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Behind The Scenes In Japan

Brand new this week on Icelantic's One Degree TV is the first episode of the long awaited "Return To Nature" series. An artistic, three-part web series created by Eric Sales and Aiden Ulrich, chronicles adventures into the depths of people and places held dear to skiing. Join Icelantic athletes in episode 1 called "Yōtei-Daiko" as they take us deep into the heart and soul of one of the coolest places on the planet: Japan. An adventure full of bottomless pillows, silver birch forests, fish markets, sacred temples, endless smiles, and the ancient rhythms of the traditional Taiko drummers of Hokkaido. 

Icelantic athlete Hayden Price enjoying some epic twilight powder above Goshiki Onsen. Photo by: Sam Watson

Last January, select members of the Icelantic team made a pilgrimage to Hokkaido during one of the deepest winters the island has ever seen. With dreams of deep powder and sushi trains dominating their minds, the gang traveled around the island soaking up Japanese culture while sampling the local ski resorts and epic backcountry. 

The journey starts out in the largest city on Hokkaido, Sapporo. In between skiing at the small resorts near town, the team wanders the city, sampling a variety of food and drinking sake with the locals. After celebrating the New Year at the Hokkaido Shire, the largest temple on the island, they head for Niseko. 

Niseko is powder paradise. With snowbanks towering above their van, and nearly a foot of snow daily, they fall into a schedule of ski, onsen, sushi/ramen, repeat.  When a down day finally comes, they headed for the ocean and explore the city of Otaru. Wandering through fish markets and sampling all the local fare is an experience they won’t forget.

Upon return to Niseko, they meet a Taiko master, Hideo. He invites the team to a private show where they learn about traditional drum music of Kutchan and how skiing on Mt. Yotei has been such a deep piece of regional culture. Hideo graciously offered his music for use in this film.

"The trip was incredible, to say the least". The team ate delicious food, shared life-changing cultural experiences, and skied some of the deepest powder they had ever seen. Check out episode 1 on Icelantic’s One Degree TV and on Freeskier’s channels dropping Oct. 16th!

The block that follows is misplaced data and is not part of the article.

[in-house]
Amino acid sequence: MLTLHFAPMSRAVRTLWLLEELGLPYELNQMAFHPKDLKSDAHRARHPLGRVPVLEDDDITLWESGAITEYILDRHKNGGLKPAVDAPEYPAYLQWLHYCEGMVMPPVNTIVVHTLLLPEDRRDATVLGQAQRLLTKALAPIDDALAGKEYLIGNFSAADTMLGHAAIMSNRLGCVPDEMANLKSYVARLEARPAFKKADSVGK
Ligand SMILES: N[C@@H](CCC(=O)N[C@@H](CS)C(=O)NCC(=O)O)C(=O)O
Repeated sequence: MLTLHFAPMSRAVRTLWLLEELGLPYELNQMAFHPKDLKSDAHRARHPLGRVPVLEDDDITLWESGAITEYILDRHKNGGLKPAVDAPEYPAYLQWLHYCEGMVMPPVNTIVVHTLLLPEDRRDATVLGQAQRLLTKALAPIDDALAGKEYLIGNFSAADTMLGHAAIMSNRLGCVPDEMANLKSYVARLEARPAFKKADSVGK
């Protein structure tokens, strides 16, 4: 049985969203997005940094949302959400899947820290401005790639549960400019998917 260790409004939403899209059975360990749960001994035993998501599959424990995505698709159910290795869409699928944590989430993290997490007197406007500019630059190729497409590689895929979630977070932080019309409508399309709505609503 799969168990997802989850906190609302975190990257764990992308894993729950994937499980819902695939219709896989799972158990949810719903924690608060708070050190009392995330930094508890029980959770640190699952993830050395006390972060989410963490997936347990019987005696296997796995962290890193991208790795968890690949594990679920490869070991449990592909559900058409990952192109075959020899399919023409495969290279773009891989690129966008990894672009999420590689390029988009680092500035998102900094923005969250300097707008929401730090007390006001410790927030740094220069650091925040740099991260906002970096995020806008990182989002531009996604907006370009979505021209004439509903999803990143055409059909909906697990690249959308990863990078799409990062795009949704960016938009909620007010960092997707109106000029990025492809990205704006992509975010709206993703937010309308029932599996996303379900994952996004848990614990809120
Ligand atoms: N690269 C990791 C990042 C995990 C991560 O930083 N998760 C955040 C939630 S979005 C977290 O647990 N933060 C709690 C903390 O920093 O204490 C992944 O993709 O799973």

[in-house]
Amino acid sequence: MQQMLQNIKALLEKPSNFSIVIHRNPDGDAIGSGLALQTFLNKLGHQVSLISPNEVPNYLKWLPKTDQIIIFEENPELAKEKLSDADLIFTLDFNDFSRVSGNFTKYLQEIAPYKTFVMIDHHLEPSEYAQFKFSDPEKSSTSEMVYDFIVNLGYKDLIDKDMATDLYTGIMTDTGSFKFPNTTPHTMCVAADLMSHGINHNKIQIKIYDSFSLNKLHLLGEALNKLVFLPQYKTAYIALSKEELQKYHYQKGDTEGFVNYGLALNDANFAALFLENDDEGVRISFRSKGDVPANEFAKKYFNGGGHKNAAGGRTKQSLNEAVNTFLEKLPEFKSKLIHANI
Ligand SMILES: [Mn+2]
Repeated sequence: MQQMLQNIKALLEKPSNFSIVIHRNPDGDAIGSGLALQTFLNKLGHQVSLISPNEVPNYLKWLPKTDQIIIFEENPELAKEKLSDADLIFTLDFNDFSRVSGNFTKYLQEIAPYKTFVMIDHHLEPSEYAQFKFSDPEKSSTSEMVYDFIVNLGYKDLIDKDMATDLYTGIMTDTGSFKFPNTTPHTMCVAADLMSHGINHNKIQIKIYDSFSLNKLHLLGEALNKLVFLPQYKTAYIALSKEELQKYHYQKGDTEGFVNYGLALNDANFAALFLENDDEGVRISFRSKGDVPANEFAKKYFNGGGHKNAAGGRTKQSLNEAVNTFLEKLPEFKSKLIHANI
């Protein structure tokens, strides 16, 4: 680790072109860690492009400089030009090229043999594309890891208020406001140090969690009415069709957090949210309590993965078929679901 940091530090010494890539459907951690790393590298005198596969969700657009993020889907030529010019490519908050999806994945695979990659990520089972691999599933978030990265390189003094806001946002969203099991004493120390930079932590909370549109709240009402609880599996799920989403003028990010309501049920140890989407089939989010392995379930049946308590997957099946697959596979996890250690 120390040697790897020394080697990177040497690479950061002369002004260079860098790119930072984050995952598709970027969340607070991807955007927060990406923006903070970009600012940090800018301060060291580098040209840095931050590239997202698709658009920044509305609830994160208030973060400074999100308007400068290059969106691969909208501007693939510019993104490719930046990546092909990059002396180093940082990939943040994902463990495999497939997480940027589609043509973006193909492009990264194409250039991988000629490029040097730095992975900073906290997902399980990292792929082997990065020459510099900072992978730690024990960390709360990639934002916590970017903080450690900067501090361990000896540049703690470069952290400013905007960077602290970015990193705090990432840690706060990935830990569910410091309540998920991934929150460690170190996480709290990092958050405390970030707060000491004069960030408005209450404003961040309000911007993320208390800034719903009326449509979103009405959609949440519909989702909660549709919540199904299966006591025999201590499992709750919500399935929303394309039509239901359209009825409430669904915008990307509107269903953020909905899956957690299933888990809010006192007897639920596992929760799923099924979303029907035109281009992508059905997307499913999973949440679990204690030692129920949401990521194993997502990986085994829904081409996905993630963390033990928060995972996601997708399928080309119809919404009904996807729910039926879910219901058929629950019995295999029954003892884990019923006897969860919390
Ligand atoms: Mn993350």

Here's a look behind the scenes while filming action with the athletes in the field.

Amy David casting out a plume under bluebird skies. Photo by: Sam Watson

Film creator Aiden Ulrich showing off for the team on the other side of the lense. Photo by: Eric Sales

Julian Carr coining the term "bingo arm" (ask him on social media). Photo by: Eric Sales

The Nomad 125 is an ideal ski for this kind of powder.

Rachel Croft all smiles when bounding through the mystical trees of Hokkaido. Photos by: Eric Sales

White wash with Scotty VerMerris. Photo by: Eric Sales

Scotty VerMerris ready to drop into the darkness illuminated by a similar uniform seen on the guards at the temple on the new year. An idea created by Aiden Ulrich.

Japanese Icelantic athlete Yuhei Yamada showing the team how it's done with style. Photos by: Eric Sales


Anecdotes And Production Notes From Return To Nature Series Producer Eric Sales On Japan, Ep. 1 – "Yōtei-Daiko"

The Icey crew arrived in Sapporo, Japan just after Christmas. We rented an AirBnB called the “Samurai House” in central Kito, a burrow on the northern outskirts of Sapporo. Kito, is like its own mini-city. You can find the bustling metropolis that Japan is known for in a short walk to ramen alley or any of the famous ‘Nomehodais’ (all you can drink).

Our first few days were frustratingly spent out of the mountains due to a massive storm that was swirling over central Hokkaido. We took the opportunity to dive into Sapporo’s lively culture. Snowball fights in the park, exploring many of the Buddhist and Shinto cultural sites, and eating some of the most incredible food, occupied our time as we waited for the storm to pass.

One night is particularly engrained in my memory. The team was tired after a long day of walking and filming. It was the beginning of the New Years holiday in Japan (the 29th), the largest holiday of the year. We were unaware that this would mean that many restaurants would be closed until the January 3rd. On our fourth attempt to see if a restaurant was open, we got lucky. Greeted by a weathered man, Shiro led us to the center of the semi-circular bar that was the only seating in the restaurant. We were the only patrons this evening. His apprentice emerged from behind a traditional Japanese curtain divider and began to translate Shiro’s instructions, “fixed price, everything fresh, only one menu”. As we reveled in the house-made sake, Shiro crafted us local delicacies with the precision only a master could possess. As the night went on, Shiro began to tell jokes through his trusty translator. We had unintentionally wandered into a unique circumstance, a private evening with a sushi master and one of our deeper immersive experiences.